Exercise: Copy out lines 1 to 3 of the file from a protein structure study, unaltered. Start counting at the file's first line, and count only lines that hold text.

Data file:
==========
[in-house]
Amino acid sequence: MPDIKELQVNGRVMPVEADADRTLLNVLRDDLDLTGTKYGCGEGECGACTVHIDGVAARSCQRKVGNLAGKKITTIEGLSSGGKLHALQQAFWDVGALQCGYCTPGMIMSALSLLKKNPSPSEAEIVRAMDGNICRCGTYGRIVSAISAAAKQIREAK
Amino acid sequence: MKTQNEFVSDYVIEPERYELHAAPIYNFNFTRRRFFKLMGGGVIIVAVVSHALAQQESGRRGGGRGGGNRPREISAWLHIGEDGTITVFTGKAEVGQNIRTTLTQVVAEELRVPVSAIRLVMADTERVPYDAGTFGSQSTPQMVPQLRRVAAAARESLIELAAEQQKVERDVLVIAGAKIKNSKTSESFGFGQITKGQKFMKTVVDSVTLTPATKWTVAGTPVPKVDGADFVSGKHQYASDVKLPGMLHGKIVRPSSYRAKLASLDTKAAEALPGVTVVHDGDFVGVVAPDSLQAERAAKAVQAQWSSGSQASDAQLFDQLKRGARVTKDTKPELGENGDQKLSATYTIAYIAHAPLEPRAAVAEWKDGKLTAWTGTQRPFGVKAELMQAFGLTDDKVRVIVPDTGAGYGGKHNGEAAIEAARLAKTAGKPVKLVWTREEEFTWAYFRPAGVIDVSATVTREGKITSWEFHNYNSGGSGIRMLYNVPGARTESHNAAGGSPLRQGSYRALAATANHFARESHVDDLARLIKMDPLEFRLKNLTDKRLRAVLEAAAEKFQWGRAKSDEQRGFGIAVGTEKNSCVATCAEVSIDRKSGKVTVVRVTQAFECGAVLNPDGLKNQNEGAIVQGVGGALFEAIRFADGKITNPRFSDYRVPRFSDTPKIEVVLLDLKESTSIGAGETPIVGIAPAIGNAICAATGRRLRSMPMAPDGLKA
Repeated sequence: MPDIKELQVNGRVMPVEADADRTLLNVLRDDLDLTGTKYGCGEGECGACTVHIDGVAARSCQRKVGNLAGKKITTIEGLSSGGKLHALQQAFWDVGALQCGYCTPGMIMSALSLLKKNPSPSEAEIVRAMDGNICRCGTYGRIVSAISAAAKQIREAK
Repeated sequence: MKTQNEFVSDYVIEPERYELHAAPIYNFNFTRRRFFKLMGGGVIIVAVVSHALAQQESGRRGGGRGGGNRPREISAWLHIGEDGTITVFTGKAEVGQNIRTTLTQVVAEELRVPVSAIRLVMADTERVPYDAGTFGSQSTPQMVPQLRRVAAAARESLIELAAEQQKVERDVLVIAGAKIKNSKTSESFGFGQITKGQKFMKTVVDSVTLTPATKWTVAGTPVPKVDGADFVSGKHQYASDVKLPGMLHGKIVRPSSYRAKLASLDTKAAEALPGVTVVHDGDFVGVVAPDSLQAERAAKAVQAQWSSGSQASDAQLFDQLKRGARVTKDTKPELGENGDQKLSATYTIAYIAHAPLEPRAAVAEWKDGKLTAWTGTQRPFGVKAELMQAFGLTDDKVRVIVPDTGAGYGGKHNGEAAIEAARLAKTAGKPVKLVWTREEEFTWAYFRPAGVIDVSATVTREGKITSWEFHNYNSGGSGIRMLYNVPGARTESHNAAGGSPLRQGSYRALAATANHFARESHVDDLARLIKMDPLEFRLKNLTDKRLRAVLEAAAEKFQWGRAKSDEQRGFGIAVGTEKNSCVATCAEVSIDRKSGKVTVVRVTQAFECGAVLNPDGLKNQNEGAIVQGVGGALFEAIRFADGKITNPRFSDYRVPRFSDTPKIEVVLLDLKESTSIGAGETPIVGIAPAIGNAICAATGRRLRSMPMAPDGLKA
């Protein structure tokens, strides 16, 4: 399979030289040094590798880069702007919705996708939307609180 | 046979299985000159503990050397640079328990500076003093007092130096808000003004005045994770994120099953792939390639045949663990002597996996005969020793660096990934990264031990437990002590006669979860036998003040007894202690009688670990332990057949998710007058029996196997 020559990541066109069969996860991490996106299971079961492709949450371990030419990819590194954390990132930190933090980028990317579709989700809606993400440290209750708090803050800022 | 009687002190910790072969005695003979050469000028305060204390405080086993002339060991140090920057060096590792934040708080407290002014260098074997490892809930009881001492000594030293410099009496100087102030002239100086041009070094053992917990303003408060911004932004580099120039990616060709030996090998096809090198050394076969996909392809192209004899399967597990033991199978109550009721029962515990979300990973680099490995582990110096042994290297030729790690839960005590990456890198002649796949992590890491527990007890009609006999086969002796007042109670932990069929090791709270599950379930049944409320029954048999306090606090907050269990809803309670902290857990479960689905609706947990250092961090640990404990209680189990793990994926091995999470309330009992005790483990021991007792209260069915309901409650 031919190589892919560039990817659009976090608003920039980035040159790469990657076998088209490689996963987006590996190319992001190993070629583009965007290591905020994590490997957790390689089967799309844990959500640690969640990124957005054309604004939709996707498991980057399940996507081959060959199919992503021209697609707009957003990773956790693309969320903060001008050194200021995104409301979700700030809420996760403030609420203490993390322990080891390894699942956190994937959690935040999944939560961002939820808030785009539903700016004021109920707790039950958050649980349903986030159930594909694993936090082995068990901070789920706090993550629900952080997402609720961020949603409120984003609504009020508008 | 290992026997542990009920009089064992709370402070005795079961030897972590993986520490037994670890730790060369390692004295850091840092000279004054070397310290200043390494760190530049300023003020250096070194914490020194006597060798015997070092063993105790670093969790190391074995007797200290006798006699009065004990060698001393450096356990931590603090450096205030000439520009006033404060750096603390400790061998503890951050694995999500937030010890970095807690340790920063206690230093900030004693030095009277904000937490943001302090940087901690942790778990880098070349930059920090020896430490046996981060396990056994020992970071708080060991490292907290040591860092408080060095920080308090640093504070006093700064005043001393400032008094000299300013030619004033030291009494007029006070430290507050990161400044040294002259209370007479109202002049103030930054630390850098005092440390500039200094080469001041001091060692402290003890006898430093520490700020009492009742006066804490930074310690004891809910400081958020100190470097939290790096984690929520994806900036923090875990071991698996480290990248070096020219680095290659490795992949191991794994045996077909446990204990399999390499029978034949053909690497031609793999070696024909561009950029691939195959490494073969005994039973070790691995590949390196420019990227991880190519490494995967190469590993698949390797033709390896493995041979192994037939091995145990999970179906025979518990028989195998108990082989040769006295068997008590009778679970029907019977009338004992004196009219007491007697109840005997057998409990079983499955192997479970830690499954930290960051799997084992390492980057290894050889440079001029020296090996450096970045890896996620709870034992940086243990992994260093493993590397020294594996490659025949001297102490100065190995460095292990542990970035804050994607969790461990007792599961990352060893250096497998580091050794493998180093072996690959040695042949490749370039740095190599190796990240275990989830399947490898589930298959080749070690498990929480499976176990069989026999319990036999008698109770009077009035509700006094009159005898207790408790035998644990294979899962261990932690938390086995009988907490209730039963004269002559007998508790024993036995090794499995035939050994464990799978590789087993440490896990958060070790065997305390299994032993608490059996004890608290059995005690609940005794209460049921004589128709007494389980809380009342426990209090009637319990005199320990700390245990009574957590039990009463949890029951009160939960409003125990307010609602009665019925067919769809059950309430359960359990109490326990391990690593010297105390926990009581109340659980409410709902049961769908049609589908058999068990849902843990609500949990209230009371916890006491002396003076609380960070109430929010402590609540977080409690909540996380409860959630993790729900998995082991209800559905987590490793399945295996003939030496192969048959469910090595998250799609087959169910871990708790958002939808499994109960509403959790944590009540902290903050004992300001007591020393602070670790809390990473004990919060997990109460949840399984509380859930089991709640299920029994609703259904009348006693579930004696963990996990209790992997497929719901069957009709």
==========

[in-house]
Amino acid sequence: MPDIKELQVNGRVMPVEADADRTLLNVLRDDLDLTGTKYGCGEGECGACTVHIDGVAARSCQRKVGNLAGKKITTIEGLSSGGKLHALQQAFWDVGALQCGYCTPGMIMSALSLLKKNPSPSEAEIVRAMDGNICRCGTYGRIVSAISAAAKQIREAK
Amino acid sequence: MKTQNEFVSDYVIEPERYELHAAPIYNFNFTRRRFFKLMGGGVIIVAVVSHALAQQESGRRGGGRGGGNRPREISAWLHIGEDGTITVFTGKAEVGQNIRTTLTQVVAEELRVPVSAIRLVMADTERVPYDAGTFGSQSTPQMVPQLRRVAAAARESLIELAAEQQKVERDVLVIAGAKIKNSKTSESFGFGQITKGQKFMKTVVDSVTLTPATKWTVAGTPVPKVDGADFVSGKHQYASDVKLPGMLHGKIVRPSSYRAKLASLDTKAAEALPGVTVVHDGDFVGVVAPDSLQAERAAKAVQAQWSSGSQASDAQLFDQLKRGARVTKDTKPELGENGDQKLSATYTIAYIAHAPLEPRAAVAEWKDGKLTAWTGTQRPFGVKAELMQAFGLTDDKVRVIVPDTGAGYGGKHNGEAAIEAARLAKTAGKPVKLVWTREEEFTWAYFRPAGVIDVSATVTREGKITSWEFHNYNSGGSGIRMLYNVPGARTESHNAAGGSPLRQGSYRALAATANHFARESHVDDLARLIKMDPLEFRLKNLTDKRLRAVLEAAAEKFQWGRAKSDEQRGFGIAVGTEKNSCVATCAEVSIDRKSGKVTVVRVTQAFECGAVLNPDGLKNQNEGAIVQGVGGALFEAIRFADGKITNPRFSDYRVPRFSDTPKIEVVLLDLKESTSIGAGETPIVGIAPAIGNAICAATGRRLRSMPMAPDGLKA